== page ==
Beaver Block was a large building that included uses such as storage, shops and offices that stretched along Fort Street and Queen. That year, Campbell, who owned the adjacent land (fronting Fort and Merchant Streets) built the “Campbell Block,” a similarly-large building that included uses such as storage, shops and offices.
“The activity of building, throughout Honolulu and its suburbs, continues. That in the business portion of the city gives it the most substantial aspect of any years undertaking, the most prominent of which is the Campbell Block, extending from the Bank premises on Merchant street around onto Fort street to join the Beaver Block …. In the buildings that have been constructed a more lavish style is observed, and ornamentation externally and internally is now the rule rather than the exception, both in business houses and private dwellings.” (Hawaiian Almanac and Annual, 1884)
The first elevators in Hawai‘i were installed in the early 1880s. One was in the Beaver Block, a two-story structure at Fort and Queen Streets, completed in 1882. (The elevator was replaced by an electric elevator.)
Another pioneering elevator was located near the front of a two-story brick building occupied by Wing Wo Chan & Co., on Nu‘uanu Avenue between King and Merchant Streets. This structure was lost in the 1886 Chinatown fire.) (Hawaiian Historical Society)
A notable Beaver Block tenant was GW MacFarlane & Co, shipping and general wholesale merchants. George W. MacFarlane was born in Honolulu in 1849. He got a job with Theo Davies in 1868 and stayed with the firm until 1876.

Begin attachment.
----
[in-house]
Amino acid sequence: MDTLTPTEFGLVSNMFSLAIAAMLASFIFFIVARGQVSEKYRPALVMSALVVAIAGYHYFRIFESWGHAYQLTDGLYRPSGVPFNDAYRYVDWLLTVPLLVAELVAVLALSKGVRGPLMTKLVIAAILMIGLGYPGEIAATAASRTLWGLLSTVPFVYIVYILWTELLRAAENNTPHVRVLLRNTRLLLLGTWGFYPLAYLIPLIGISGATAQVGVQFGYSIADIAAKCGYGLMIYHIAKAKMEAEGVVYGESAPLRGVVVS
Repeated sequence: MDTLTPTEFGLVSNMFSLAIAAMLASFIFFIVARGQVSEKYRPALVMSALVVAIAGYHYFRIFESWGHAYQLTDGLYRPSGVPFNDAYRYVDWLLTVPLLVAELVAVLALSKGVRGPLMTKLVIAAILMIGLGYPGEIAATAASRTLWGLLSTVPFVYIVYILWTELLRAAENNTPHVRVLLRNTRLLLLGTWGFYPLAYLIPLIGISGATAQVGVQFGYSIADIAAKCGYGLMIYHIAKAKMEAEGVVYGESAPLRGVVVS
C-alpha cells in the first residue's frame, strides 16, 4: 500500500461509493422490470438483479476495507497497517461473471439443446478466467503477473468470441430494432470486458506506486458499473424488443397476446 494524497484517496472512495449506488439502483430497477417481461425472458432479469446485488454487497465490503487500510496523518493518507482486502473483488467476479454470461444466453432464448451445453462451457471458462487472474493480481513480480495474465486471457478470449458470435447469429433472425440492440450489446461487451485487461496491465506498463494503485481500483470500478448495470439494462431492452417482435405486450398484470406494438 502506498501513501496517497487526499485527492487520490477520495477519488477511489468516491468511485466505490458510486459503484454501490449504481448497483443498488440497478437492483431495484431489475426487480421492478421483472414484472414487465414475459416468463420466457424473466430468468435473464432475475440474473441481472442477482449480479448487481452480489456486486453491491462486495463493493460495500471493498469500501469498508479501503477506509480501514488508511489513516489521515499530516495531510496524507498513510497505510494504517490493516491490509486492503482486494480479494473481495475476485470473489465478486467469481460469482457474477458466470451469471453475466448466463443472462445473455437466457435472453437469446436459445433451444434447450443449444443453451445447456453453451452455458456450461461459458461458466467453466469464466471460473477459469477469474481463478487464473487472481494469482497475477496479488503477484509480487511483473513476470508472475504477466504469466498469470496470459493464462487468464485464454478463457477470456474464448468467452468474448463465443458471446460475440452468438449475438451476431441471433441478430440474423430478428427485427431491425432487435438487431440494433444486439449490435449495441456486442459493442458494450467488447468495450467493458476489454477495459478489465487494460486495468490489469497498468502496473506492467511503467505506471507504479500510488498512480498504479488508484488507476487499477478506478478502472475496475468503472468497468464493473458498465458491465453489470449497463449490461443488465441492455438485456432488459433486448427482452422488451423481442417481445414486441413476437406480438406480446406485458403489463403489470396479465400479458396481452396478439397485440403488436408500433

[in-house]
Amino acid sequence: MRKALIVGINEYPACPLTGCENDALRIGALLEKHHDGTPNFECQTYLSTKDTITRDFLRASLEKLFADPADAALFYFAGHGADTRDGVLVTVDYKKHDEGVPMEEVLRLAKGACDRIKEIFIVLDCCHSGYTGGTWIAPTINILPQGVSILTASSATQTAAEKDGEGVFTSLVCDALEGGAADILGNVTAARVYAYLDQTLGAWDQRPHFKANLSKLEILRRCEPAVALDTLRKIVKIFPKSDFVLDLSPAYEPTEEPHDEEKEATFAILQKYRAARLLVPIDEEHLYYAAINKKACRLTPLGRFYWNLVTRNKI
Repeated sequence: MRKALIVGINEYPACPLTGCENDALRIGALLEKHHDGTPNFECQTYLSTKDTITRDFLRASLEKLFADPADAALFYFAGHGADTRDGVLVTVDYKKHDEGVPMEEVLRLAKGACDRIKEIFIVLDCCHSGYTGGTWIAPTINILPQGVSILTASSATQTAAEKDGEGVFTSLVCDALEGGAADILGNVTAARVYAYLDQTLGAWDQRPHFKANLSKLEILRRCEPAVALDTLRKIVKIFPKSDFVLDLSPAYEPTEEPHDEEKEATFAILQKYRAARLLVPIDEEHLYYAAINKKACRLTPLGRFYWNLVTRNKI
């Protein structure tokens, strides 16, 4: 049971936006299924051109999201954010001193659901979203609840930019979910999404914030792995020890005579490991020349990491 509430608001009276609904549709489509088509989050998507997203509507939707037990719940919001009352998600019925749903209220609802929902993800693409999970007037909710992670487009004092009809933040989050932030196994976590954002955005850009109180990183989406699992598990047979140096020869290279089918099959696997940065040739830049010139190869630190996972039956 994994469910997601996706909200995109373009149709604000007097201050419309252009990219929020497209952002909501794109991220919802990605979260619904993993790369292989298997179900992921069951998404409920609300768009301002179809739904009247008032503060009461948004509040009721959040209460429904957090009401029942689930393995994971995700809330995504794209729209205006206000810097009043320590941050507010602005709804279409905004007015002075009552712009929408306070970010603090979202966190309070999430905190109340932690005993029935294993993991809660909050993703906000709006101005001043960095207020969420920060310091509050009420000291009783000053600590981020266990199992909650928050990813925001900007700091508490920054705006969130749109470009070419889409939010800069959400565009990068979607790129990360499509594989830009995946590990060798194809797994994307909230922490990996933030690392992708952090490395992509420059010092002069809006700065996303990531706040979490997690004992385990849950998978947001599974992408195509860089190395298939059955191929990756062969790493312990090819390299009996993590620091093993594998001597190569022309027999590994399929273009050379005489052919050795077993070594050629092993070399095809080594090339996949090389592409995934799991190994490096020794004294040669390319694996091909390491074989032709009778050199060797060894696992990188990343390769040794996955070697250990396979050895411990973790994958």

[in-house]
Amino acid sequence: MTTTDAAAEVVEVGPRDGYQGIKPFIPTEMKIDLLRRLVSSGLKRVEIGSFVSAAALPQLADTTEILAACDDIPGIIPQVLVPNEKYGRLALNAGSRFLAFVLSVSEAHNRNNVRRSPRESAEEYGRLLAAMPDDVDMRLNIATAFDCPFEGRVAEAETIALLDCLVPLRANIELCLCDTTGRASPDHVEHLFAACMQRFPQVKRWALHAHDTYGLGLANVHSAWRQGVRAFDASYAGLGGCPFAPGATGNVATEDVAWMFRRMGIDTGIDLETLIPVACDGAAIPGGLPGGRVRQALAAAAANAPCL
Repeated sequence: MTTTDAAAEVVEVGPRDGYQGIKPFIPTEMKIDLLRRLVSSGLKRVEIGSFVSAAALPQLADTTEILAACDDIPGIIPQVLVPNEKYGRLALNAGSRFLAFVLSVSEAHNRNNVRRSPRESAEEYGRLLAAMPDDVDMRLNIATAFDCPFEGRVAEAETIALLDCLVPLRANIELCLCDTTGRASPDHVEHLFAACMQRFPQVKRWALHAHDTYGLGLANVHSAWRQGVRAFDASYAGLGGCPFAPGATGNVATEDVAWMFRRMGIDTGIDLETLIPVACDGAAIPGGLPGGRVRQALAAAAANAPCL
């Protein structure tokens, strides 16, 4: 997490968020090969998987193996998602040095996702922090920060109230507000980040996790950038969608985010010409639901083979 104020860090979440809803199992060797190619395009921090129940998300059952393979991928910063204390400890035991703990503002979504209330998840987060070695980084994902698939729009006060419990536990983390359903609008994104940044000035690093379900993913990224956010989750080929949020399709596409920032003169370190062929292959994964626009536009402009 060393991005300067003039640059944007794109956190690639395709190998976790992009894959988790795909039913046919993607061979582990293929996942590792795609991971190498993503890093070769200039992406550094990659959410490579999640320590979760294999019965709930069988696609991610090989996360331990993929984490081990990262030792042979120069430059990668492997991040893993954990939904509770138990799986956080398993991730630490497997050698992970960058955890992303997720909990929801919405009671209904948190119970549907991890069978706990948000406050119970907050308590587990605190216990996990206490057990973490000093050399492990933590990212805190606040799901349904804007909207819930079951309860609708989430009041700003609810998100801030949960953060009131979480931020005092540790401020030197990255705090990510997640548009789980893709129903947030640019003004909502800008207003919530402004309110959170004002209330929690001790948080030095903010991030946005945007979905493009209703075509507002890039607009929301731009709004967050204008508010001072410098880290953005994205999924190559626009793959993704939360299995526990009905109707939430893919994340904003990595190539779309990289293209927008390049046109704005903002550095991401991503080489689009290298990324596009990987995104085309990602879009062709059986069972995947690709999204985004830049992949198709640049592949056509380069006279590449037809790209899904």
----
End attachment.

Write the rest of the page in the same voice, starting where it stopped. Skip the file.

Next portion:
McFarlane became a prominent attendant to King Kalākaua and merchant in Honolulu during the 1870s-1880s. He was also associated with Spreckels and other financiers in sugar interests. He died in 1921.
Another tenant in the building was the Beaver Saloon, opened on April 5, 1882 by HJ Nolte (who also had “The Casino” on his property at Kapiʻolani Park.)
The Beaver Saloon was “a favorite lunch resort for a large majority of the business element, the civil service, the factory and waterfront toilers, judges, lawyers and doctors … (and) has indeed been the most frequented noonday club in Honolulu, a recognized exchange for public opinion and clearing house for community gossip.” (Hawaiian Gazette, March 29, 1907)
Then, on October 11, 1964, the Sunday Star-Bulletin and Advertiser noted, “Office-Parking Building Planned by Campbell Estate on Fort Street.”
Plans called for a combined office and parking structure to replace the 2-story on Fort and Merchants Streets; this new building was considered an important part of the redevelopment of downtown Honolulu. (Adamson) The Beaver Block and Campbell Block buildings were torn down and a new building was completed in May 1967.